Gbowee seeking absolute peace in Africa

2011-10-08 17:30
Accra - Nobel peace prize joint winner Leymah Gbowee said on Saturday it was her goal to seek absolute peace in Africa and the world, also paying tribute to a late Kenyan peace laureate.

"My goal is to ensure that there is absolute peace in Africa and the rest of the world," Gbowee told a group of three journalists, including AFP, on arrival from the United States at the Ghanaian capital Accra's Kotoka international airport.

"The award indicates that African women have a unique role to play in conflict resolution in Africa. I will continue to dedicate myself to the goal of promoting the cause of women and conflict resolution in Africa and the world at large," she said.

She also paid tribute to Kenyan Nobel peace laureate and environmentalist Wangari Maathai, who was buried in Nairobi on Saturday.

"She was a trail blazer and for African women, winning the Nobel prize for peace is a great tribute to her. We will forever remember her as a great woman," said Gbowee.


Maathai, who in 2004 became the first African woman to win the peace prize, died last month of ovarian cancer.

Gbowee, who helped found a Ghana-based NGO called Women, Peace and Security Network Africa, said that she would use her prize money to provide scholarships for girls in Africa and to help women who are victims of war.

"I am going to use the money to provide scholarships for girls in Africa to attain any level level of education they so wish."

Gbowee won the Nobel Prize along with Liberian President Ellen Johnson Sirleaf and Yemen's Arab Spring activist Tawakul Karman.

She is credited with leading women to defy feared warlords and push men toward peace in Liberia during one of Africa's bloodiest wars.

Many believe that without the group of women who would gather in Monrovia to pray and protest in white shirts, the conflict which left some 250 000 dead would not have ended as it did in 2003.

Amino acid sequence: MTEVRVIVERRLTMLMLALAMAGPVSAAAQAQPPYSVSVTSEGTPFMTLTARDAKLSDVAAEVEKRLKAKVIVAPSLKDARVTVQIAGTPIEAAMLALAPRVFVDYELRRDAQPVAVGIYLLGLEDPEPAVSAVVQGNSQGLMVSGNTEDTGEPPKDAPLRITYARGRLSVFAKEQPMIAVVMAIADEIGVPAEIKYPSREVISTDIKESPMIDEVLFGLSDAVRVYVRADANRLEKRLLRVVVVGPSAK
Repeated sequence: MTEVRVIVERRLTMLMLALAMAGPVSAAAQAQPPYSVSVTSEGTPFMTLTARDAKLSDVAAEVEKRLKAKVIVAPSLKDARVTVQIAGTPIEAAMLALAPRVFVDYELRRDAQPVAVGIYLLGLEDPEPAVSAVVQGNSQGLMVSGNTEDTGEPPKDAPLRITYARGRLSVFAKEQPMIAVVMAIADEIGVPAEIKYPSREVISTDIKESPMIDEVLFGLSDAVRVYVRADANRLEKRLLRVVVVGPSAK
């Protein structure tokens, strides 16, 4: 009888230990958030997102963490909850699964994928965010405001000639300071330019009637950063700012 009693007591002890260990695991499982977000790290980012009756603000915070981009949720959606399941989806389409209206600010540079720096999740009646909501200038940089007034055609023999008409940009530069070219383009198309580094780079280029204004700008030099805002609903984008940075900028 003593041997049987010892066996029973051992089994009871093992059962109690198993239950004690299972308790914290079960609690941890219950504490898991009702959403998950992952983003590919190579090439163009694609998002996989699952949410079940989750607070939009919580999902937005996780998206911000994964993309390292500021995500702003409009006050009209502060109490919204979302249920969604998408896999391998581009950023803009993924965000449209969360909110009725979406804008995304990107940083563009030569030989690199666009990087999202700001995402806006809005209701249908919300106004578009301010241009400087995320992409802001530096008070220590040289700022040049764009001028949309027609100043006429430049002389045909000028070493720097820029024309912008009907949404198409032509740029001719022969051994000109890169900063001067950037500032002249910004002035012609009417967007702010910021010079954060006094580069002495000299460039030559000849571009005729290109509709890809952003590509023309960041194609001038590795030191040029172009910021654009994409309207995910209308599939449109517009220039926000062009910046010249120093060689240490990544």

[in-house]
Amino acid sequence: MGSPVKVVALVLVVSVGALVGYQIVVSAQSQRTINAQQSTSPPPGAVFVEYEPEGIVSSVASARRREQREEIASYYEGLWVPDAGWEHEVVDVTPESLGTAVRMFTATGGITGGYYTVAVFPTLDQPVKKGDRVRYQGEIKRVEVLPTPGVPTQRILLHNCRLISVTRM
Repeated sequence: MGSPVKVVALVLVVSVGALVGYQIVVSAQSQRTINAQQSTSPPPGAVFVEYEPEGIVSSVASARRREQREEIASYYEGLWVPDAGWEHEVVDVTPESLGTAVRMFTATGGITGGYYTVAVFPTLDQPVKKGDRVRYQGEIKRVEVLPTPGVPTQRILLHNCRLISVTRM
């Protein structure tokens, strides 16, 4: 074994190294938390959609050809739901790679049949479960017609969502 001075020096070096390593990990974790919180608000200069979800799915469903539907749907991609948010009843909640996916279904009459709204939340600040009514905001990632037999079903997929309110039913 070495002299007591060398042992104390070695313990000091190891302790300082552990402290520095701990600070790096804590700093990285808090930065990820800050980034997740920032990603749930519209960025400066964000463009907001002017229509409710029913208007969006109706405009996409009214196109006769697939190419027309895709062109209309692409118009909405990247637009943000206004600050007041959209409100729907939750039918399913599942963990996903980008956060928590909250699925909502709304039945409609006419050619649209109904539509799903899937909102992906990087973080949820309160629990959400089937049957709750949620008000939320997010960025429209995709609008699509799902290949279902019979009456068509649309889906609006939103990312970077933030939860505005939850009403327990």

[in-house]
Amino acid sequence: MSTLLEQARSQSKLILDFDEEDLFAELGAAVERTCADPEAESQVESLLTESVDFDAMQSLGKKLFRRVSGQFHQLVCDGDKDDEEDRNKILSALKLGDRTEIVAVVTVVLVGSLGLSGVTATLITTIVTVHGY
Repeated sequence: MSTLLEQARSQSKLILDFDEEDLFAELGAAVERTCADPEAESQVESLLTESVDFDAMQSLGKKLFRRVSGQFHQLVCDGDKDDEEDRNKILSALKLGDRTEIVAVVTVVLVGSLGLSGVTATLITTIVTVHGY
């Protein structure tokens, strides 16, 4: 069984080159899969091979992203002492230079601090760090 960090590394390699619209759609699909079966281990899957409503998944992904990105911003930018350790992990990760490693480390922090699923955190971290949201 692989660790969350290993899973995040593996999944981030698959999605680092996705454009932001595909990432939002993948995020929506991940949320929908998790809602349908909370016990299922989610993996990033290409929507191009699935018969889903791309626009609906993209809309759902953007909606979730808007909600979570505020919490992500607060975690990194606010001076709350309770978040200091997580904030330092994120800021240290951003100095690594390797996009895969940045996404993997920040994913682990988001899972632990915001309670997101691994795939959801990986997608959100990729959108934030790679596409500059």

Bringing an end to war

Their methods included refusing sex with their husbands until the violence ended.

Gbowee, now 39, was 17 when war first broke out in 1989 as warlord Charles Taylor led an uprising to topple President Samuel Doe. She was freshly out of high school and planning to study medicine.

The Nobel Committee on Friday hailed Gbowee for having "organised women across ethnic and religious dividing lines to bring an end to the long war in Liberia, and to ensure women's participation in elections".

Her campaign called for an immediate ceasefire, dialogue between government and rebels and the deployment of an intervention force at a time when a handful of peace agreements had failed.

"Part of the money will also be used to set up a centre where women victims of war will share their experiences with the rest of the world," she added.

'Going to Liberia to celebrate'

The laureate said that she will head for Liberia on Sunday to vote in the October 11 polls and wished her countrymen a peaceful election.

Johnson Sirleaf, who is Africa's first woman president, is seeking re-election on Tuesday.

"I wish the people of Liberia a peaceful election. I know we will make it as a country and come out united and strong after the election."

"I am also going to Liberia to celebrate with my people and also let them know that women can achieve great honours in life when given the opportunity," said Gbowee.
Read more on:    tawakul karman  |  ellen johnson sirleaf  |  wangari maathai  |  leymah gbowee  |  liberia  |  nobel prize  |  west africa

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